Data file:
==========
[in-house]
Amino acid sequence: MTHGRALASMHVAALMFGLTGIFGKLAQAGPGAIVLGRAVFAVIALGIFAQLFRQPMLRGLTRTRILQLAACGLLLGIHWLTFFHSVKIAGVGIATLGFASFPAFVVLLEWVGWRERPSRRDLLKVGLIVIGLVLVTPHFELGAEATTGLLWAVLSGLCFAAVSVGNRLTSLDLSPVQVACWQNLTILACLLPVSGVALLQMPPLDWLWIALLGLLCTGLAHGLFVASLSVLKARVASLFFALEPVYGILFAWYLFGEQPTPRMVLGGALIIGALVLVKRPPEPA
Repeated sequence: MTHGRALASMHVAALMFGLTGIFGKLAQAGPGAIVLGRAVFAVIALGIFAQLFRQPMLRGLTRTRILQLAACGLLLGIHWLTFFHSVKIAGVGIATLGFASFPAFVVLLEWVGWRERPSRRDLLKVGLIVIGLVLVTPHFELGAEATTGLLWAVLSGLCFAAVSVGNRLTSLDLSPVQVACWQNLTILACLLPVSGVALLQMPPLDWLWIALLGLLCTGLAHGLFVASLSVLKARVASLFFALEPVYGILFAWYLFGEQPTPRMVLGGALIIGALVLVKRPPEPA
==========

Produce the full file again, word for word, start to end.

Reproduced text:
[in-house]
Amino acid sequence: MTHGRALASMHVAALMFGLTGIFGKLAQAGPGAIVLGRAVFAVIALGIFAQLFRQPMLRGLTRTRILQLAACGLLLGIHWLTFFHSVKIAGVGIATLGFASFPAFVVLLEWVGWRERPSRRDLLKVGLIVIGLVLVTPHFELGAEATTGLLWAVLSGLCFAAVSVGNRLTSLDLSPVQVACWQNLTILACLLPVSGVALLQMPPLDWLWIALLGLLCTGLAHGLFVASLSVLKARVASLFFALEPVYGILFAWYLFGEQPTPRMVLGGALIIGALVLVKRPPEPA
Repeated sequence: MTHGRALASMHVAALMFGLTGIFGKLAQAGPGAIVLGRAVFAVIALGIFAQLFRQPMLRGLTRTRILQLAACGLLLGIHWLTFFHSVKIAGVGIATLGFASFPAFVVLLEWVGWRERPSRRDLLKVGLIVIGLVLVTPHFELGAEATTGLLWAVLSGLCFAAVSVGNRLTSLDLSPVQVACWQNLTILACLLPVSGVALLQMPPLDWLWIALLGLLCTGLAHGLFVASLSVLKARVASLFFALEPVYGILFAWYLFGEQPTPRMVLGGALIIGALVLVKRPPEPA